What Is Medical Cannabis
Medical cannabis, also called medical marijuana, refers to the use of the cannabis plant and its component cannabinoids (such as delta-9-tetrahydrocannabinol (THC) and cannabidiol (CBD)) as a medical treatment for certain conditions and their associated symptoms.
It acts on the endocannabinoid system within the body and is known to affect a wide range of physiological processes. Unlike recreational cannabis, medical cannabis is carefully formulated with specific ratios with THC and CBD to treat various chronic conditions. Little Green Pharma’s medical cannabis is manufactured in line with strict Australian pharmaceutical standards unlike other imported products available in the Australian market or online.
CBD oil (medical cannabis without THC) is a commonly prescribed formulation and doesn’t give the ‘high’ associated with THC.
Medical cannabis is typically manufactured from the flowering head of the cannabis plant which contains the highest concentration of cannabinoids. This is different to hemp oil, which in Australia is derived from pressing hemp seeds that contain no significant amounts of cannabinoids.
THC & CBD
The cannabis plant contains up to 545 chemical compounds including 114 different cannabinoids, many of which have been clinically demonstrated to interact with the body’s cannabinoid receptors. To date, the most widely studied cannabinoids have been: THC and CBD.
is a cannabinoid which is typically the most abundant cannabinoid in the cannabis plant, especially in illicit cannabis. THC has similar therapeutic benefits to CBD but is known for its intoxicating effects.
is a non-intoxicating cannabinoid and is non-addictive and less potent than THC with very low toxicity.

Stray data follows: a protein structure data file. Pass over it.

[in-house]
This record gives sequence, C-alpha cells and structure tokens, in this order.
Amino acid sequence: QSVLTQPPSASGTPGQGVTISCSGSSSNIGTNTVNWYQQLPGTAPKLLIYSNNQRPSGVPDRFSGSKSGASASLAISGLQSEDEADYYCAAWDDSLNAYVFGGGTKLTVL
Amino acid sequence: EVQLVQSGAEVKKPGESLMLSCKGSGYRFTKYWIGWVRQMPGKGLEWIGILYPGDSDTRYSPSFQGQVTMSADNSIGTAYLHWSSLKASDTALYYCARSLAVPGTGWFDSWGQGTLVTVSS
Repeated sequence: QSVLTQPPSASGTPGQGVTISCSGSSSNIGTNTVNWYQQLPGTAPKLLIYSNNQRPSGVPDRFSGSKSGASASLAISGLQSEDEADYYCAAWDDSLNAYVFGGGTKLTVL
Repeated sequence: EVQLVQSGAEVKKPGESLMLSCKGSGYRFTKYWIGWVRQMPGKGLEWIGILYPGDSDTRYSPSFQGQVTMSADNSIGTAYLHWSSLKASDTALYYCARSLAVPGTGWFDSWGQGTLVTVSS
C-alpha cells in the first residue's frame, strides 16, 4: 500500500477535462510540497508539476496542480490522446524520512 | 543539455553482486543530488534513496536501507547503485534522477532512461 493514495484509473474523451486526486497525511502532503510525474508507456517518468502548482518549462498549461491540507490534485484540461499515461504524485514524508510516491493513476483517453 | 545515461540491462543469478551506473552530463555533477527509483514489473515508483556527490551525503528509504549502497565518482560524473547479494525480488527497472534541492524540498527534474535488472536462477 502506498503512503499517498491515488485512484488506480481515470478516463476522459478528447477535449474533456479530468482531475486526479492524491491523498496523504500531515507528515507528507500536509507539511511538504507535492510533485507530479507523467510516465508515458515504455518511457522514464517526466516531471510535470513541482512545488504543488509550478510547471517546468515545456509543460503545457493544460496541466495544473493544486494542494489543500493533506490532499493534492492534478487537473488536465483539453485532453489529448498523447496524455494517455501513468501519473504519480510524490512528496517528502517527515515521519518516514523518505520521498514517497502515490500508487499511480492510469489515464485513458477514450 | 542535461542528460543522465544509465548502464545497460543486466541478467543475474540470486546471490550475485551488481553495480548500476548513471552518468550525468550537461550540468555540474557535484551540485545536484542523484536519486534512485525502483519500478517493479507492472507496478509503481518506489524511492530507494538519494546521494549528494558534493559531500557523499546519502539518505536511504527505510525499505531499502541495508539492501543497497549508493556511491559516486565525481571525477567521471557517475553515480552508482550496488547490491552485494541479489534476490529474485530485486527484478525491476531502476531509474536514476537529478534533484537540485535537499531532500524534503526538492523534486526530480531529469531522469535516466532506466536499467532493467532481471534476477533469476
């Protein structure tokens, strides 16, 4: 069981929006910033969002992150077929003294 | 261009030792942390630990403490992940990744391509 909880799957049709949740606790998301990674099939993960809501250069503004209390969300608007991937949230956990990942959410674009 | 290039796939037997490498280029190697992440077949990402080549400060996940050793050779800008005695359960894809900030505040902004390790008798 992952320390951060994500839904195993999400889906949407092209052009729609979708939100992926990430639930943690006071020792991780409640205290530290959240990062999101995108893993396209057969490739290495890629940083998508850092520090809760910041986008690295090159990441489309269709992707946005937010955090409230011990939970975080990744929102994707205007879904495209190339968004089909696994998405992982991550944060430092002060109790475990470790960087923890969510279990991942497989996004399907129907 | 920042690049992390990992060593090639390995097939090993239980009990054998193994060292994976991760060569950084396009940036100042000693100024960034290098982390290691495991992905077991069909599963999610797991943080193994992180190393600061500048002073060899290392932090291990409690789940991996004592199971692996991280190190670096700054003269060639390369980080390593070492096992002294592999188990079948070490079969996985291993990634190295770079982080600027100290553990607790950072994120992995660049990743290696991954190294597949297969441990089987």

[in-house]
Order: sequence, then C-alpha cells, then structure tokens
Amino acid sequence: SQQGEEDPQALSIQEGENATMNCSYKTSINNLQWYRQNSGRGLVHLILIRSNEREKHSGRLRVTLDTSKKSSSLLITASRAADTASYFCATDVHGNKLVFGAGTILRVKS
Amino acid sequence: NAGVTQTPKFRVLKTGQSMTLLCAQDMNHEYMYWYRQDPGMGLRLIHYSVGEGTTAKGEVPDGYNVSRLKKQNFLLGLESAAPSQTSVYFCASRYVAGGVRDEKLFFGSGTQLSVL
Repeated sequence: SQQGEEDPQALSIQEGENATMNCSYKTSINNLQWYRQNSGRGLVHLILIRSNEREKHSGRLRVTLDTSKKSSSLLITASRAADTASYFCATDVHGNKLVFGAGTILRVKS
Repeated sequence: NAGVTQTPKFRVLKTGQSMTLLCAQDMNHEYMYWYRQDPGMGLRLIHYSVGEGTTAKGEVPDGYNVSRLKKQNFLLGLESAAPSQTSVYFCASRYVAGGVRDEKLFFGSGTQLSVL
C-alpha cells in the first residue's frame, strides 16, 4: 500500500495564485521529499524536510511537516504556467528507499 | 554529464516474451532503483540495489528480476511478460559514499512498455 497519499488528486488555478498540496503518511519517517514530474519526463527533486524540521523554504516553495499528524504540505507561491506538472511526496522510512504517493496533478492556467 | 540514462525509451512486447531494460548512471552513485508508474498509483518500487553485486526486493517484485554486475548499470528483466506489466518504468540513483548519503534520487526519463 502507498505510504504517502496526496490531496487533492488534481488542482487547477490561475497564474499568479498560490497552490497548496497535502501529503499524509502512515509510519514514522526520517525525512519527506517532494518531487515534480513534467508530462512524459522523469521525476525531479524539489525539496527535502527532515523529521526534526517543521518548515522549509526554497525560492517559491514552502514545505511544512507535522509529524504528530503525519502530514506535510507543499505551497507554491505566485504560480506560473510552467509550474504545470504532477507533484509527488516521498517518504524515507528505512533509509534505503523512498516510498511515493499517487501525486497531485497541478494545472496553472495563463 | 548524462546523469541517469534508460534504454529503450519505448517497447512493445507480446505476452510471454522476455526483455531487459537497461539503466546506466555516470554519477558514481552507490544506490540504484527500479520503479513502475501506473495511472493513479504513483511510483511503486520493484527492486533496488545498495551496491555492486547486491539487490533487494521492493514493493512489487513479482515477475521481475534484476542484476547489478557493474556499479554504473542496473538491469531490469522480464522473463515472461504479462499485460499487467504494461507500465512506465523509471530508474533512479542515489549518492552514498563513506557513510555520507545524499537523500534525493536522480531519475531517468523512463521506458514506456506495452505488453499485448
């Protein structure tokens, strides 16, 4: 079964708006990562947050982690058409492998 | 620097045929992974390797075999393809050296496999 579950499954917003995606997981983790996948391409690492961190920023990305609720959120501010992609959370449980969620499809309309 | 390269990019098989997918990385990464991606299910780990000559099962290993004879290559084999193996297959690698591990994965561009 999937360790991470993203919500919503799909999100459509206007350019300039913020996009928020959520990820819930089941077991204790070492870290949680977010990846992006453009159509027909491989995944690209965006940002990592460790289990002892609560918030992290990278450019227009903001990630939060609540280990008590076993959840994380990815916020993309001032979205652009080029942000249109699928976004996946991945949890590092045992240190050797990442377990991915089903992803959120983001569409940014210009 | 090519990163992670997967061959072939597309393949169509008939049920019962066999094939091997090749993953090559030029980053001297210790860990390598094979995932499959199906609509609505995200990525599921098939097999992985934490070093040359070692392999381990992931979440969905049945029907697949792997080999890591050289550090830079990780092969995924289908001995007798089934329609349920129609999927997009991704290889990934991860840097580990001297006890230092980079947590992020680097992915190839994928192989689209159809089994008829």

THC and CBD may work synergistically, while CBD is understood to antagonise the adverse side effects associated with THC 5 .
Cannabis formulations have different ratios of THC to CBD. Each formulation:
- Provides different therapeutic effects.
- Interacts differently with each person’s endocannabinoid system and biochemistry.
- Can have a different side effect profile in patients.
A brief history of Medical Cannabis
The cannabis plant has been used in traditional plant therapies for over 1000 years.
Initially, cannabis was used as an anaesthetic and was introduced from India to Europe around the mid-19th century 1 . It was traditionally used for a variety of conditions including rheumatism, convulsions, and muscular spasms. 1,2 In the early 1900s, although medical cannabis was widely used, chemists were unable to create a consistent product because the active ingredients were unknown.
By the mid-20th century, cannabis became illegal in most countries around the world and its usage by the medical community ceased. In 1965, Raphael Mechoulam and Yehiel Gaoni isolated THC for the first time which led to a significant increase in investigations. Twenty-five years later Mechoulam discovered endogenous cannabinoids as well as the endocannabinoid system, which again reignited interest and research into the plant. 3
A recent revival in the medical world
The last twenty years have seen a gradual, world-wide re-adoption of cannabis for medical purposes. Cannabis has been legalised for medical purposes in Canada, Israel and many US states, as well as several European countries including but not limited to Germany, Spain, Italy, the Netherlands, Denmark and Finland.
In the last 45 years, there have been nearly 600 studies conducted using medical cannabis, with more than a third of those studies published in the last five years. This renewed global interest in medical cannabis has led to an improved understanding of the cannabis plant, and the identification of many more active components that have potential benefits across a range of conditions.
Is medical cannabis the right choice for me?
Take our short quiz to find out if you may be eligible for medical cannabis. We can then connect you with an Australian medical practitioner who can assess if it is the right treatment choice for you.
- Mikuriya TH., ‘Marijuana in medicine: past, present and future’, California Medicine, vol. 110 (1), 1969, pp. 34-40.
- Fankhauser M., ‘History of cannabis in Western Medicine’ in: Grotenhermen F, Russo E, eds. Cannabis and Cannabinoids, New York, 2002, The Haworth Integrative Healing Press, 2002, pp. 37–51.
- Zuardi AW, ‘History of cannabis as a medicine: a review’, Braz J Psychiatry, Vol. 28 (2), 2006, pp. 153-7.
- Russe, E. & Guya G. “A tale of two cannabinoids: The therapeutic rationale for combining tetrahydrocannabinol and cannabidiol” Vol 66, Issue 2, 2006, www.sciencedirect.com/science/article/abs/pii/S0306987705004317 pp 234-246